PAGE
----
A 67-year-old woman in otherwise good health presented to the emergency room (ER) in 2010 with severe pain over back and rib cages bilaterally, associated with shortness of breath for one week. On review of systems, she also reported fatigue and dry cough. She denied any fever, chills, nausea, vomiting, weight loss, and loss of appetite. Her past medical history was significant for neck and thyroid gland surgeries in 1986 and 1998, respectively, for masses which were diagnosed postoperatively as lymphangiomas on both occasions. Family history was unremarkable.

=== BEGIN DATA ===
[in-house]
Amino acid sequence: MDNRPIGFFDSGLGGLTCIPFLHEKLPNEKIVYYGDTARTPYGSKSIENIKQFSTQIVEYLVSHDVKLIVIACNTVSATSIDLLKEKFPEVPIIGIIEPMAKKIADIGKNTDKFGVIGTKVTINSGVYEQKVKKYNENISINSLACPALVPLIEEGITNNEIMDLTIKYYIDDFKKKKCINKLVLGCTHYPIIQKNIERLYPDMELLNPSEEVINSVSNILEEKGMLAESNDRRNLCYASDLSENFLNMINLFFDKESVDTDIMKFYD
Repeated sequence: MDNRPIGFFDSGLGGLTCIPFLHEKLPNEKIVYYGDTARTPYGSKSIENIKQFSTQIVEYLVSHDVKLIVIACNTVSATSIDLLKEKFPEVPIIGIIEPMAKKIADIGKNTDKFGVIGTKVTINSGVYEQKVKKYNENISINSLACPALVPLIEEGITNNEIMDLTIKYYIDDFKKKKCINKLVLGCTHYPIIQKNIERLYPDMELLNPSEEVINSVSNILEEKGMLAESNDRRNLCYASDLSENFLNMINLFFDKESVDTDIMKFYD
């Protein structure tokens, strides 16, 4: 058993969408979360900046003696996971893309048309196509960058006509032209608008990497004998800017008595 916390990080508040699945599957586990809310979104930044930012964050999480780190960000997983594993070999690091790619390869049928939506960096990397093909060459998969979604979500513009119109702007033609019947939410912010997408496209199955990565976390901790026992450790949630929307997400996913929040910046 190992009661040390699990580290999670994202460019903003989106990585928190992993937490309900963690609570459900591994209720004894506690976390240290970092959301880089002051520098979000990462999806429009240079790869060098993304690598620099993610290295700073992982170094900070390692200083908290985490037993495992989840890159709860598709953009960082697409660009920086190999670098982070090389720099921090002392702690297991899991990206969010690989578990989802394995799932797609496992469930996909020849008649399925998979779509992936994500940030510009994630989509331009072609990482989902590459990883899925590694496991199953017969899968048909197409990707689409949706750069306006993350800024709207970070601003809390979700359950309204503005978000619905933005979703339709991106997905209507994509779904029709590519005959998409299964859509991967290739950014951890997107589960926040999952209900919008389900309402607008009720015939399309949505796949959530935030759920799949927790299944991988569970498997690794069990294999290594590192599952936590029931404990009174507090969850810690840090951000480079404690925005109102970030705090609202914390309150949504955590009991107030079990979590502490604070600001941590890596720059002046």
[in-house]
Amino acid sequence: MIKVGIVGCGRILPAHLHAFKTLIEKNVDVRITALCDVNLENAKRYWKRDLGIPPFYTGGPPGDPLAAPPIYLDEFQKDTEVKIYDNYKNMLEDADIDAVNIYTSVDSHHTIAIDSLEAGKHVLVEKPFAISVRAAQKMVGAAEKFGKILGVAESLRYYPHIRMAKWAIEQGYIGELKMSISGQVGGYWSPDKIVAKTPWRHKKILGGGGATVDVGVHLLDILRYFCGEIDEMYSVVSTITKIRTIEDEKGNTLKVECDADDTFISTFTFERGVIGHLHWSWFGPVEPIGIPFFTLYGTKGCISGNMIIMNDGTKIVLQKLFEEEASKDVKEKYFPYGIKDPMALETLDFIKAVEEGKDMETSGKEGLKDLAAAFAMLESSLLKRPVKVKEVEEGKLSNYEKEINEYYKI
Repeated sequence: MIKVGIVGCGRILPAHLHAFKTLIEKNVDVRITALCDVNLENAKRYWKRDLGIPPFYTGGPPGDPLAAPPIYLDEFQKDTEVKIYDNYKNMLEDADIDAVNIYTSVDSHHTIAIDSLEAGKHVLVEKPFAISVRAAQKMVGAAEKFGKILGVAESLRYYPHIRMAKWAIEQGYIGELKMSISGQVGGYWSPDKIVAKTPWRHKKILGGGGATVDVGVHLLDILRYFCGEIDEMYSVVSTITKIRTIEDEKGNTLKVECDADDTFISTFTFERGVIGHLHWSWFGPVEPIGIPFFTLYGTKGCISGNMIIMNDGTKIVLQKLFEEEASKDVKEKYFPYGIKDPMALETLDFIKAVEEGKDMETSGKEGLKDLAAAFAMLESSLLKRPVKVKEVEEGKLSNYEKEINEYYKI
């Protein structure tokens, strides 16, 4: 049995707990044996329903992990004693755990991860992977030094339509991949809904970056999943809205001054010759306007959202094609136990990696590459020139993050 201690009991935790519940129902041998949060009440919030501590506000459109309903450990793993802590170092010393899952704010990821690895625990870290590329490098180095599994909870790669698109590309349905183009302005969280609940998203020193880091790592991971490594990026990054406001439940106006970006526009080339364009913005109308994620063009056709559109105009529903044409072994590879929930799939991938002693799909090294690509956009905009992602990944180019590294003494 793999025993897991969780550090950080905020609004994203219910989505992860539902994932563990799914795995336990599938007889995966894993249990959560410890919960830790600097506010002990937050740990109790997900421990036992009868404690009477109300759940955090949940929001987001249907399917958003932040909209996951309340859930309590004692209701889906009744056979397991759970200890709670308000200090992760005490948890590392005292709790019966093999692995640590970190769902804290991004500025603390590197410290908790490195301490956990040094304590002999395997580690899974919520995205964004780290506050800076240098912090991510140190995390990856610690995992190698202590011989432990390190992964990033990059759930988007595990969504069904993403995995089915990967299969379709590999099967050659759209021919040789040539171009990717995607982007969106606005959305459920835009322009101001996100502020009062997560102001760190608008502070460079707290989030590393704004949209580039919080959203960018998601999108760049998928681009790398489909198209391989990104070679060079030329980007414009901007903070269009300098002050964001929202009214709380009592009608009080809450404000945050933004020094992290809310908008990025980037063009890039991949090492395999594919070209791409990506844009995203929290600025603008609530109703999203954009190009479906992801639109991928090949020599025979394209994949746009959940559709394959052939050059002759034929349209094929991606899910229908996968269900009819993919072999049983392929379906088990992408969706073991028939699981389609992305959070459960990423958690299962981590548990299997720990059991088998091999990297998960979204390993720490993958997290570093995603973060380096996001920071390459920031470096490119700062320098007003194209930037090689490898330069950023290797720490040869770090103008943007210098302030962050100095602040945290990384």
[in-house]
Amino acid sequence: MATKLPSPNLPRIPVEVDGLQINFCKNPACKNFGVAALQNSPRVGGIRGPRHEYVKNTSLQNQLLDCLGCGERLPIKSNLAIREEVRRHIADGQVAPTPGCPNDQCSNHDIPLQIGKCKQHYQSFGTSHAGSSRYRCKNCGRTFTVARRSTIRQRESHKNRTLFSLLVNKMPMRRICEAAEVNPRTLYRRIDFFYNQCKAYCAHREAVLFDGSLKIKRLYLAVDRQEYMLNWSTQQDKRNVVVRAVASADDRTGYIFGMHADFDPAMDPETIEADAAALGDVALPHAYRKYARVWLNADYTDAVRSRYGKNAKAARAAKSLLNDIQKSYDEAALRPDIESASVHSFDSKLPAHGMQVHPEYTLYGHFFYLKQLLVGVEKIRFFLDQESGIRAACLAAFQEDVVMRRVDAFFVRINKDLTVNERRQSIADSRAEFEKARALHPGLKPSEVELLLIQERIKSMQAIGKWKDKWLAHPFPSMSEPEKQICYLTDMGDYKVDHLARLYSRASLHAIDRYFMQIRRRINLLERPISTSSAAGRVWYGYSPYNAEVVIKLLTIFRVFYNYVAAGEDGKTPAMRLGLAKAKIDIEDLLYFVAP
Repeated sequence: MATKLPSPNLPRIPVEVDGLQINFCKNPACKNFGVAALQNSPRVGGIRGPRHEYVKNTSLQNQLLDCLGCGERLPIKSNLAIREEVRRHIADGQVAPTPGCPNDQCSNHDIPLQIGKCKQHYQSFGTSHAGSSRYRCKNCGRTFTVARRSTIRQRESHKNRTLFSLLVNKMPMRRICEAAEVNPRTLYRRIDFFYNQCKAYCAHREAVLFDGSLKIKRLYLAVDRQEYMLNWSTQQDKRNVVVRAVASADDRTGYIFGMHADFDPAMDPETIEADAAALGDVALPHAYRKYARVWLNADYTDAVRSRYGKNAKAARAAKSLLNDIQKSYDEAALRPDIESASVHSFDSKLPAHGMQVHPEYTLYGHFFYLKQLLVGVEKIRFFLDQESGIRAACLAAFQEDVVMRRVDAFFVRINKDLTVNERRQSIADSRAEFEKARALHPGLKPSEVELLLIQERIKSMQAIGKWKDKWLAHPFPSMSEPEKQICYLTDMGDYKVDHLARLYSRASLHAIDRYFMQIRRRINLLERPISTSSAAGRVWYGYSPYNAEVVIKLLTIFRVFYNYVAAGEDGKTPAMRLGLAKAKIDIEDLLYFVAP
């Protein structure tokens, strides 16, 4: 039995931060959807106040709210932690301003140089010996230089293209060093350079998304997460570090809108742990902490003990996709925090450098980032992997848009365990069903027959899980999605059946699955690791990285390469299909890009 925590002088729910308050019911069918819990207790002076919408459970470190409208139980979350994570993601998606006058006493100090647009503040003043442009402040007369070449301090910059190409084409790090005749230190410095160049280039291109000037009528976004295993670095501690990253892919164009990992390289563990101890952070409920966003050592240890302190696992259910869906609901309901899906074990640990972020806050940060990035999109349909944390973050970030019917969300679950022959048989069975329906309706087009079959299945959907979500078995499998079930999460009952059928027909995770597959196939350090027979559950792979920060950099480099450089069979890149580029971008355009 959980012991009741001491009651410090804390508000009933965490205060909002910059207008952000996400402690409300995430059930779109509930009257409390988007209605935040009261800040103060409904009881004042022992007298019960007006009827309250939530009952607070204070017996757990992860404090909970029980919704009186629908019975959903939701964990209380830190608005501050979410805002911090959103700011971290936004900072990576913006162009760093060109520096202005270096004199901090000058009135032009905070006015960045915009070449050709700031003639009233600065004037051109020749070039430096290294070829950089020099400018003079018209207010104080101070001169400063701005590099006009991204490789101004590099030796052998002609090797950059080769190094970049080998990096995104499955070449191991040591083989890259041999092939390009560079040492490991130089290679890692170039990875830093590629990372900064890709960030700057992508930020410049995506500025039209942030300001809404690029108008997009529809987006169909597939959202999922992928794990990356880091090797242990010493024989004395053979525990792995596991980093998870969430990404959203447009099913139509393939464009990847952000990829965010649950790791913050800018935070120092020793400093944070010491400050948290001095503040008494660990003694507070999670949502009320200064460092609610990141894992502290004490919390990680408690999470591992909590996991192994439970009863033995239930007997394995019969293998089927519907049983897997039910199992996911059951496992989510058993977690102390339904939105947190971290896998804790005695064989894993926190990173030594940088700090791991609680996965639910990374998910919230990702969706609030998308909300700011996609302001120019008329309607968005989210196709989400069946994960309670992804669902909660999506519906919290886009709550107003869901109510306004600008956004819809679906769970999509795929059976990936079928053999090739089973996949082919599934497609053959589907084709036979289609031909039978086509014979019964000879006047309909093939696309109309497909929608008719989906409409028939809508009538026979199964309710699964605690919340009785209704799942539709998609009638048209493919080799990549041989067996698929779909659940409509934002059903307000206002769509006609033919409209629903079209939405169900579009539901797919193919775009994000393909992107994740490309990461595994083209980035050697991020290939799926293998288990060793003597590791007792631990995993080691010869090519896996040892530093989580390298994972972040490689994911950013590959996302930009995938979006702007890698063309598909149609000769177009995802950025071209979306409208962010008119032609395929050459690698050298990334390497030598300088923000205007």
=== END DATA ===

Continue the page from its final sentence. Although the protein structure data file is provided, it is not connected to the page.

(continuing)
On physical examination, she was not in distress and could speak in full sentences. She had no cyanosis, clubbing, raised jugular venous pressure (JVP), pedal edema, or lymphadenopathy. The chest wall and spine were nontender on palpation. The respiratory system examination revealed decreased breath sounds over the right side of chest and on auscultation; crackles were heard over the right chest. The examination of abdominal, cardiovascular, and neurological systems was nonrevealing. The blood investigations revealed mild leukocytosis (11,800 per microliter) with neutrophilia (82%), mild thrombocytosis (491,000 per microliter), hypoproteinemia (6.2 gm per deciliter), and hypoalbuminemia (3.2 gm per deciliter). Lactate dehydrogenase (LDH) (109 units per liter) and alkaline phosphatase (ALP) were normal (32 International Units per liter). The chest X-ray showed bilateral pleural effusions with atelectasis. It also showed expansile lucent lesions with septations in the right fourth and fifth ribs (Figure 1). The computed tomography (CT) scan revealed a large loculated pleural effusion with loculated fluid in the anterior mediastinum, a 3 cm mass in the right cardiophrenic angle, a 3 mm right lower lobe lung nodule, and two hypoenhancing lesions in the right hepatic lobe which were too small to be characterized (Figures 2(a) and 2(b)). It also showed a lytic bubbly expansile lesion at the right transverse process of T3 and a smaller lytic lesion identified at the posterolateral fourth rib, with multiple scattered lytic lesions demonstrated within the thoracic vertebral bodies and posterior elements. Due to the high suspicion of malignancy, patient underwent CT-guided biopsy of the mediastinal mass with aspiration of serosanguinous fluid. The histopathology showed connective tissue with reactive fibroblasts suggestive of granuloma, but there was no evidence of malignant cells. Immunohistochemistry was negative for AE1/AE3, CD3, CD20, PAX-5, CD117, CD138, kappa, and lambda, which ruled out any solid or hematological malignancy. Additional workup including serum electrophoresis and flow cytometry was also normal. The X-ray of the femur revealed multiple lesions involving the right femur and right iliac bone with endosteal scalloping, lytic and moth eaten lesions suspicious for metastatic disease (Figure 3(a)). The bone scan showed absence of generalized uptake; instead it showed an ill-defined patchy focus of mildly increased uptake at the right mid femur. A second biopsy was taken from the iliac bone by interventional radiologist (IR) which only showed atypical cells and was nondiagnostic (Figure 3(b)). The diagnosis could not be established despite two biopsies. Magnetic Resonance Imaging (MRI) of the pelvis also reported multiple intraosseous lesions at the sacrum, ilium, pubic rami, and proximal femur. It was suspicious for extensive metastatic disease of the spine, pelvis, and proximal femur. After an interdepartmental discussion it was decided to obtain an open surgical biopsy from the lesions on the right iliac crest and proximal femur. It showed rare clusters of histiocytes but diagnosis could not be established. The tissues were sent to a higher center for the second opinion. It revealed multiple dilated vascular channels with flat endothelial like cells in the bone biopsies and mediastinal lesion with predominantly lymphangiomatous process (Figures 5(a) and 5(b)). On immunohistochemistry (IHC), these cells were focally positive for CD31 and D2-40 which suggested their origin from lymphovascular endothelium (Figure 5(c)). Thus the diagnosis of lymphangiomatous variant of systemic cystic angiomatosis (SCA) was established.